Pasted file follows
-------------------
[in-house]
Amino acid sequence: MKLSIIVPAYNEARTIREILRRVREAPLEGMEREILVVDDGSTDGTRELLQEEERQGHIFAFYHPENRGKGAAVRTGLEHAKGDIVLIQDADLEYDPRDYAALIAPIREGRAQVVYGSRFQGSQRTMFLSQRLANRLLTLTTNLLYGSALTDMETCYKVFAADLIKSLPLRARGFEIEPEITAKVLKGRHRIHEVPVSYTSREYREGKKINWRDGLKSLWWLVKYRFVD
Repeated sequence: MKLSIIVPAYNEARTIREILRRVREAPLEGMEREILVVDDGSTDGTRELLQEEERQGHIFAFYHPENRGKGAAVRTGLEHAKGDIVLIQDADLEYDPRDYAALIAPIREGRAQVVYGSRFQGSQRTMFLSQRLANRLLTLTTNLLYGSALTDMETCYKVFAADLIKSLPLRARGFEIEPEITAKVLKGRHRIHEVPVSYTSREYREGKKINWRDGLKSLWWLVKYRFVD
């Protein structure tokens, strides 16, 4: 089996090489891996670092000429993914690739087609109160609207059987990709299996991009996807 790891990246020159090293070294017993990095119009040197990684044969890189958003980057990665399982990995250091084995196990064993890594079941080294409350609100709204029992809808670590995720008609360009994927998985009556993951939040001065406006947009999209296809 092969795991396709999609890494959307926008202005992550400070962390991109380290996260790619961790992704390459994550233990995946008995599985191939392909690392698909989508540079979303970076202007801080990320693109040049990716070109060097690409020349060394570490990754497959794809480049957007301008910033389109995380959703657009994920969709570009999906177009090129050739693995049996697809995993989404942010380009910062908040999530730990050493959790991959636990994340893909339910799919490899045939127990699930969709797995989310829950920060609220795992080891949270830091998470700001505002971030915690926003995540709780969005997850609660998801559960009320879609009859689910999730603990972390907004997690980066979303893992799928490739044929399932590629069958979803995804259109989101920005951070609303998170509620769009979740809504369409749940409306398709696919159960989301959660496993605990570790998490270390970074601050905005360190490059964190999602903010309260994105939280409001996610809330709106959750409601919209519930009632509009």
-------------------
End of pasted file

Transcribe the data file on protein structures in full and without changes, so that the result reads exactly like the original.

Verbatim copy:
[in-house]
Amino acid sequence: MKLSIIVPAYNEARTIREILRRVREAPLEGMEREILVVDDGSTDGTRELLQEEERQGHIFAFYHPENRGKGAAVRTGLEHAKGDIVLIQDADLEYDPRDYAALIAPIREGRAQVVYGSRFQGSQRTMFLSQRLANRLLTLTTNLLYGSALTDMETCYKVFAADLIKSLPLRARGFEIEPEITAKVLKGRHRIHEVPVSYTSREYREGKKINWRDGLKSLWWLVKYRFVD
Repeated sequence: MKLSIIVPAYNEARTIREILRRVREAPLEGMEREILVVDDGSTDGTRELLQEEERQGHIFAFYHPENRGKGAAVRTGLEHAKGDIVLIQDADLEYDPRDYAALIAPIREGRAQVVYGSRFQGSQRTMFLSQRLANRLLTLTTNLLYGSALTDMETCYKVFAADLIKSLPLRARGFEIEPEITAKVLKGRHRIHEVPVSYTSREYREGKKINWRDGLKSLWWLVKYRFVD
């Protein structure tokens, strides 16, 4: 089996090489891996670092000429993914690739087609109160609207059987990709299996991009996807 790891990246020159090293070294017993990095119009040197990684044969890189958003980057990665399982990995250091084995196990064993890594079941080294409350609100709204029992809808670590995720008609360009994927998985009556993951939040001065406006947009999209296809 092969795991396709999609890494959307926008202005992550400070962390991109380290996260790619961790992704390459994550233990995946008995599985191939392909690392698909989508540079979303970076202007801080990320693109040049990716070109060097690409020349060394570490990754497959794809480049957007301008910033389109995380959703657009994920969709570009999906177009090129050739693995049996697809995993989404942010380009910062908040999530730990050493959790991959636990994340893909339910799919490899045939127990699930969709797995989310829950920060609220795992080891949270830091998470700001505002971030915690926003995540709780969005997850609660998801559960009320879609009859689910999730603990972390907004997690980066979303893992799928490739044929399932590629069958979803995804259109989101920005951070609303998170509620769009979740809504369409749940409306398709696919159960989301959660496993605990570790998490270390970074601050905005360190490059964190999602903010309260994105939280409001996610809330709106959750409601919209519930009632509009």